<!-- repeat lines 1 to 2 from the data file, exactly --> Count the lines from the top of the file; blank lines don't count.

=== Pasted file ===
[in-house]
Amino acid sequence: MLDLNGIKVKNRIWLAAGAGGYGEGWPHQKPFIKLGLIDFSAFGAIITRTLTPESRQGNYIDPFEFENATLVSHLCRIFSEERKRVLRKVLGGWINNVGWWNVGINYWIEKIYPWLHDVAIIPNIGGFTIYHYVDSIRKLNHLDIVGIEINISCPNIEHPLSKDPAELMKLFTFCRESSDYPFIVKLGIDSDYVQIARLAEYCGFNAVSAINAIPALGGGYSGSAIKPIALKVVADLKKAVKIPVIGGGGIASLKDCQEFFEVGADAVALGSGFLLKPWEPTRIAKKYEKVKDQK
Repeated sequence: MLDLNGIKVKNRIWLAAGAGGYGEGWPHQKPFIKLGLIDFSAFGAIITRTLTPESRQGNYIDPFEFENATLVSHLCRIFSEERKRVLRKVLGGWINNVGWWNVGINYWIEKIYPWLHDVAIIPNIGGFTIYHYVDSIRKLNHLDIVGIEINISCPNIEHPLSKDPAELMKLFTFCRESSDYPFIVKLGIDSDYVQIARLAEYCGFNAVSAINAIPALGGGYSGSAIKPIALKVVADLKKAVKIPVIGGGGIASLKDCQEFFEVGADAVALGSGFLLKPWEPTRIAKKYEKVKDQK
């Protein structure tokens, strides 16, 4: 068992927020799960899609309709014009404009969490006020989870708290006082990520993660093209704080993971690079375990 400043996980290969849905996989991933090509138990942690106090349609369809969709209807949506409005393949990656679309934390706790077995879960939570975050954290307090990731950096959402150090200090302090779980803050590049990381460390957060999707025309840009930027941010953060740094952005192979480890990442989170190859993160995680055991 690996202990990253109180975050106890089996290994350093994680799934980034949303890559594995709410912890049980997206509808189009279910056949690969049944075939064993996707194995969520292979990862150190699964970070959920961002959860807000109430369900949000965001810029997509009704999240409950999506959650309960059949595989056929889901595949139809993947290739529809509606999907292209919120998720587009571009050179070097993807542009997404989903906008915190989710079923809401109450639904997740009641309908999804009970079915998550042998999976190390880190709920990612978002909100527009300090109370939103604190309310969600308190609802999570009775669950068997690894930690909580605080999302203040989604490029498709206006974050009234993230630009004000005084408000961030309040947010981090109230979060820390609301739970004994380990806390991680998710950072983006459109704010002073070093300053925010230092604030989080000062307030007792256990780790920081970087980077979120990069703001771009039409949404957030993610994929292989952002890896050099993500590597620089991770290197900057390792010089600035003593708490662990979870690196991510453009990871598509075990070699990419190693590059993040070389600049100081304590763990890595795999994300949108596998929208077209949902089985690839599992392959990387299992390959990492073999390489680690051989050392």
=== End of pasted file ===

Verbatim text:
[in-house]
Amino acid sequence: MLDLNGIKVKNRIWLAAGAGGYGEGWPHQKPFIKLGLIDFSAFGAIITRTLTPESRQGNYIDPFEFENATLVSHLCRIFSEERKRVLRKVLGGWINNVGWWNVGINYWIEKIYPWLHDVAIIPNIGGFTIYHYVDSIRKLNHLDIVGIEINISCPNIEHPLSKDPAELMKLFTFCRESSDYPFIVKLGIDSDYVQIARLAEYCGFNAVSAINAIPALGGGYSGSAIKPIALKVVADLKKAVKIPVIGGGGIASLKDCQEFFEVGADAVALGSGFLLKPWEPTRIAKKYEKVKDQK